Justice Ekwo, who convicted the companies, also ordered their winding up and the forfeiture of their assets to the FG, after two men said to be directors of the firms pleaded guilty to the charges on behalf of the companies.

The EFCC on Friday arraigned a former Director, Legal Services of the Ministry of Petroleum Resources, Mrs Grace Taiga, on charges of bribery and other sundry offences in connection with the controversial GSPA, which led to the $9.6bn judgment.

The prosecution accused her of, among other charges, receiving a bribe through her offshore bank account in signing, alongside then-Minister of Petroleum Resources, Rilwan Lukman (deceased), the agreement between P&ID and the FG through the ministry on January 11, 2010.

Meanwhile, the Apo Division of the High Court of the Federal Capital Territory in Abuja on Friday ordered that a former Director, Legal Services of the Ministry of Petroleum Resources, Mrs Grace Taiga, charged with offences connected with the controversial P&ID $9.6bn judgment should be remanded at the Suleja Prison in Niger State.

This came after the defendant pleaded not guilty to the eight counts preferred against her by the Economic and Financial Crimes Commission.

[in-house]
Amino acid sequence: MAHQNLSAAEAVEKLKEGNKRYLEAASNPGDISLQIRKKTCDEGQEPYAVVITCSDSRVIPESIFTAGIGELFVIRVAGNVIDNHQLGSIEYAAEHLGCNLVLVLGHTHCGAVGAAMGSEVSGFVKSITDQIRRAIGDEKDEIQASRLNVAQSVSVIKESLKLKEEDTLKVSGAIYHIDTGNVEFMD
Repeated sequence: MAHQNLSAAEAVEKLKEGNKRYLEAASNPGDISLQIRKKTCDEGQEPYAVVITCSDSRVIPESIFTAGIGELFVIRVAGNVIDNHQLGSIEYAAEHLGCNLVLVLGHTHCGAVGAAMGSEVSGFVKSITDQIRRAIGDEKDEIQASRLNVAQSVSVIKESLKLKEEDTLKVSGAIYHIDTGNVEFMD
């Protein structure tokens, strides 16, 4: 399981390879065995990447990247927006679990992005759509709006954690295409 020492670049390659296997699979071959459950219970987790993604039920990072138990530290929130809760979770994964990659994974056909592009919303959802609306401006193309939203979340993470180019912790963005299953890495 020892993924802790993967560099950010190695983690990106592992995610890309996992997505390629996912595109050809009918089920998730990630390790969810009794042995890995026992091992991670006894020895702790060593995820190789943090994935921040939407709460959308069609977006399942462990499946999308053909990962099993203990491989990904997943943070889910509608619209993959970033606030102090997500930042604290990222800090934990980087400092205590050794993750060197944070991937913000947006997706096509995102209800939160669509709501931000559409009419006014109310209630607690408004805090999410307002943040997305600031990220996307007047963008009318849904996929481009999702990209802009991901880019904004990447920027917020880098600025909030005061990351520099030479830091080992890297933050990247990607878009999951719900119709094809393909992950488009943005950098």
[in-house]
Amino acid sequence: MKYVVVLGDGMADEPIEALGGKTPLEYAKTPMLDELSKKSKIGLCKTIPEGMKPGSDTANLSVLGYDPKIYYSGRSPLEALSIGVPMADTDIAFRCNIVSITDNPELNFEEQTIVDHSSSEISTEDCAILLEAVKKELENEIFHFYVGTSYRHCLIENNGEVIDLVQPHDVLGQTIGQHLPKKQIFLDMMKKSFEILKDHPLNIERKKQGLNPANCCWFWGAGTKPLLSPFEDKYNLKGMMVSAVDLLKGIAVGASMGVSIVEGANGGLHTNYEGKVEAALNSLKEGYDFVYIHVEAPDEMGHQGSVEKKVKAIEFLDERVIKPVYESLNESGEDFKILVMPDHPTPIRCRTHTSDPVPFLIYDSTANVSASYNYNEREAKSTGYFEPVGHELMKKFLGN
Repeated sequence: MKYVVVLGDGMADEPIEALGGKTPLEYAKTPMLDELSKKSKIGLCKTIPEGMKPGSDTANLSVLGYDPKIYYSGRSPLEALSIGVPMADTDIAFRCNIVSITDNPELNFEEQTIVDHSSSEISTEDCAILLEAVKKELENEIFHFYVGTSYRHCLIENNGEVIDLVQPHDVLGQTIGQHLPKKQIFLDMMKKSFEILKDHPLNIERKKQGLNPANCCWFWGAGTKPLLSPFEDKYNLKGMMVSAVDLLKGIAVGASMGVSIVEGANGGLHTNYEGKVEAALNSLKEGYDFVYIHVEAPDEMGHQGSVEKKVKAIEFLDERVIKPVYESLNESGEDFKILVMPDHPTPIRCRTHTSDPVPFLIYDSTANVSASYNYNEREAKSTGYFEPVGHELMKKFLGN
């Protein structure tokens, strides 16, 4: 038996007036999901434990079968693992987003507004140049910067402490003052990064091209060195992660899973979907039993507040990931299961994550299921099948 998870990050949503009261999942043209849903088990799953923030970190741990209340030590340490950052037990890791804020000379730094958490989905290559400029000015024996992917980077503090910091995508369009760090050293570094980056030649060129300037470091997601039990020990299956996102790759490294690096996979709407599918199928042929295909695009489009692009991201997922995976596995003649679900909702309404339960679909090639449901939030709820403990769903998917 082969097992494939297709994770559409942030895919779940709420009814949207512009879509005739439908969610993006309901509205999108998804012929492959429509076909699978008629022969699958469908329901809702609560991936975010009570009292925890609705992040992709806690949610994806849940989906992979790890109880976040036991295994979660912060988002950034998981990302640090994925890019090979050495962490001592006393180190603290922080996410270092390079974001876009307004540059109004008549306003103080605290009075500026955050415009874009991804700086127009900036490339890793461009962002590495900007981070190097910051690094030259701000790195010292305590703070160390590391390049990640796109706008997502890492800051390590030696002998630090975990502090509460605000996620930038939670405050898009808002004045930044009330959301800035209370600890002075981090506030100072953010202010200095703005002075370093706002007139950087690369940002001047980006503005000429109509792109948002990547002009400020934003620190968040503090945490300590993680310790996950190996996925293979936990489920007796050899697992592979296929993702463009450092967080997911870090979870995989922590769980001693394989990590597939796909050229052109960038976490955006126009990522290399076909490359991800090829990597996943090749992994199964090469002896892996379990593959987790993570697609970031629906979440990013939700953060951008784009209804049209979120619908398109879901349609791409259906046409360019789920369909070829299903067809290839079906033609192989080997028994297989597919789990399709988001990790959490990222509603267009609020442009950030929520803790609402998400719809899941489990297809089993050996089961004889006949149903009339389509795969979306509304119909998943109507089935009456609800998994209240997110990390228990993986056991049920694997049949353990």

Justice Olukayode Adeniyi subsequently fixed September 25 for the hearing of her bail application.

The prosecution accused her of, among other charges, receiving a bribe through her offshore bank account in signing, alongside then-Minister of Petroleum Resources, Rilwan Lukman (deceased), the Gas Supply Processing Agreement between the Process and Industrial Developments Limited and the Federal Government through the ministry on January 11, 2010.

She was also accused of violating various laws by entering into the GSPA without a prior approval by the Federal Executive Council and a certificate of no-objection to the contract from the Bureau of Public Enterprise.

The charges are in connection with the controversial Gas Supply Processing Agreement which led to the recent $9.6bn judgement given against Nigeria and in favour of Process and Industrial Developments by a British court.

Taiga was said to have signed as Nigeria’s witness to the GSPA while Lukman signed as Nigeria’s representative.

After she pleaded not guilty to the charges, her lawyer, Ola Olanipekun (SAN), who said his client was suffering from hypertension and diabetes, pleaded with the court to allow her to be remanded in the custody of the EFCC.

But the EFCC’s lawyer, Bala Sanga, opposed the request, insisting her proper place of custody after arraignment was in prison.

The judge agreed with the prosecuting counsel and ordered her remand in prison.

Justice Adeniyi however added that Taiga should be accorded due medical treatment in custody pending the hearing and determination of her bail application.